It makes you think ahead how to handle your data throughout the entire research process, and things you need to sort out or clarify at the outset. A well-thought-out DMP is like a guiding map, which helps to prevent problems from happening and ensures the data are managed properly for present and future use. Therefore, with or without a funder's requirement, creating a DMP is always beneficial for your research.
To get the benefits out of a DMP, researchers have to do some prior thinking and preparation for certain matters or issues that may need to be addressed.
|Matter / Issue||Resulting Benefits|
|File naming convention and structure||Have a well-organized filing system that facilitates file retrieval and version tracking.|
|Data storage and backup||Prevent data loss.|
|Data description and documentation||Resulting datasets are discoverable, understandable and reusable.|
|Sensitive and personal data handling||Prevent disputes caused by data leakage.|
|Intellectual property and copyright||Avoid allegations of rights infringement.|
|Data archiving and sharing||Archiving and sharing datasets in an open repository can increase their visibility and impact.|
|Long-term preservation||Data maintained regularly can be used repeatedly for future research.|
Depends on the nature of your research, you may or may not be concerned with some of the above items. Yet, there are more details you need to include in your DMP, which are mostly basic and factual information.
A DMP may be as simple as a one- to two-page document, and you can update it as often as needed. The following is a list of the commonly seen elements. Some funders may have their own requirements.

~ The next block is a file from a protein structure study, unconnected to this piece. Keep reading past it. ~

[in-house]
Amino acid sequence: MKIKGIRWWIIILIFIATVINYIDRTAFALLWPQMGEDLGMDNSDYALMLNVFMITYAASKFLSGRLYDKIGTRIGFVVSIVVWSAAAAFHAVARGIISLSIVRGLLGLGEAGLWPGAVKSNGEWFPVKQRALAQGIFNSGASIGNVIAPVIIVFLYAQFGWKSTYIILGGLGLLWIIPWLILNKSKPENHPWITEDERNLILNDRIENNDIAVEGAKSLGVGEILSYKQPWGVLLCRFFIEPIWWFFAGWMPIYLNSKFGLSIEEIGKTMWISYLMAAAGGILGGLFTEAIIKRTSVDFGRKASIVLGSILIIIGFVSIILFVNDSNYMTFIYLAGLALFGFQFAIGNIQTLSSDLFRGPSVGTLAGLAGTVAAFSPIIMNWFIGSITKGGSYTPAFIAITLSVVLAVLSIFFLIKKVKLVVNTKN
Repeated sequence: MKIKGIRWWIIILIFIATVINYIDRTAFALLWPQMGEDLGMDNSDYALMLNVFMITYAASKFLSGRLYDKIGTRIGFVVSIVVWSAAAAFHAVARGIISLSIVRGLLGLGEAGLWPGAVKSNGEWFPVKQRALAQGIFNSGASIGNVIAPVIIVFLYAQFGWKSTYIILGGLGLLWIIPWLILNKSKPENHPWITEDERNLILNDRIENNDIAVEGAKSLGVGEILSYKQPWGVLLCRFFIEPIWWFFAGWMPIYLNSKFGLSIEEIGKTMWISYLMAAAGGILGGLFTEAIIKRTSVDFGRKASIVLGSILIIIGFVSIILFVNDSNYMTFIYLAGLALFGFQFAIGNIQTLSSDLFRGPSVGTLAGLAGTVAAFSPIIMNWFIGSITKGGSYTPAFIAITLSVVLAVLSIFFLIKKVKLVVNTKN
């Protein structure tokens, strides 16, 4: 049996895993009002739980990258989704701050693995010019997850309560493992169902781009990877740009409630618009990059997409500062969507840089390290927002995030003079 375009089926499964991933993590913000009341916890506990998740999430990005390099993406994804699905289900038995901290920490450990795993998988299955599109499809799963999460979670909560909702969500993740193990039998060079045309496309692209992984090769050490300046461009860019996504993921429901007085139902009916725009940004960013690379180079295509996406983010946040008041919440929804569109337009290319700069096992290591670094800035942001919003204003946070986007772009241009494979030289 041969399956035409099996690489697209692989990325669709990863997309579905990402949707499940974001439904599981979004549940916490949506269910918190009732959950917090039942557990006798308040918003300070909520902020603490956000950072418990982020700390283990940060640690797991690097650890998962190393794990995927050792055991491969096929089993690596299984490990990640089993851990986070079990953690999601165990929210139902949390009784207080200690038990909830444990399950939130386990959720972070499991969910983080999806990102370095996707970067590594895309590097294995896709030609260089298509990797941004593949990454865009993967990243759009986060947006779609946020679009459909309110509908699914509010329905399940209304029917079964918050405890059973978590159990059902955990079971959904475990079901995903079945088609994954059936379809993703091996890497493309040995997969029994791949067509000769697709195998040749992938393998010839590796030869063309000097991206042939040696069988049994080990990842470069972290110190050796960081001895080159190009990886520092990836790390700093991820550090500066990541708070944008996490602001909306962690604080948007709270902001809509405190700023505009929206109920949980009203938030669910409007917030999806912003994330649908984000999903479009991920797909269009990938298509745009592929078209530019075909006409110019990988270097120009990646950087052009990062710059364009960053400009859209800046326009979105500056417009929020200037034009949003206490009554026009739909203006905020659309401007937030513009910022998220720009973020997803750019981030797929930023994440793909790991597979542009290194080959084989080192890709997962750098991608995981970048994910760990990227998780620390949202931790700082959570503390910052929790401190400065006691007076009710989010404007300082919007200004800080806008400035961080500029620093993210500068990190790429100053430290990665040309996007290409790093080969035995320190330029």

If you are unfamiliar with some of the topics listed above, there are online guides that can help, such as:
Apart from reading guides, studying other researchers' DMPs is a good way to gain practical knowledge.
There are many things a beginner can learn from other researchers' DMPs, such as their styles and practices. Some universities and organizations share examples of DMP on the web for public access like the ones below. While they may not be exemplary plans that suit all your purposes, you can find in them different data management approaches that can help to enrich your skills in crafting your own DMP.
Supply and Demand of Proteins During Neuronal Growth and Extension [UC San Diego Sample NSF Data Management Plans]
|Noncommutative surfaces and Calabi-Yau algebras [UC San Diego Sample NSF Data Management Plans]|
Two social science examples [By University of Leeds via the Digital Curation Centre (DCC)]
|Court Workforce Racial Diversity and Racial Justice in Criminal Case Outcomes in the United States [By University of Washington via DMPTool]|
|COVID-19 Oral Histories Project [University of Texas at San Antonio via DMPTool]|
Visit the sites inside the square brackets to view more DMPs for other subject fields.
If you are ready, go to the next box to try creating a DMP for your project.
You can try creating a DMP using the template developed by the Library on DMPTool@HKUST, which is a local version of the DMPTool at HKUST. The template includes questions in 6 areas. You can save your DMP in DMPTool@HKUST and come back anytime for future revisions. Exports options are also available. Guiding information and examples are provided for each question to help you finish the plan.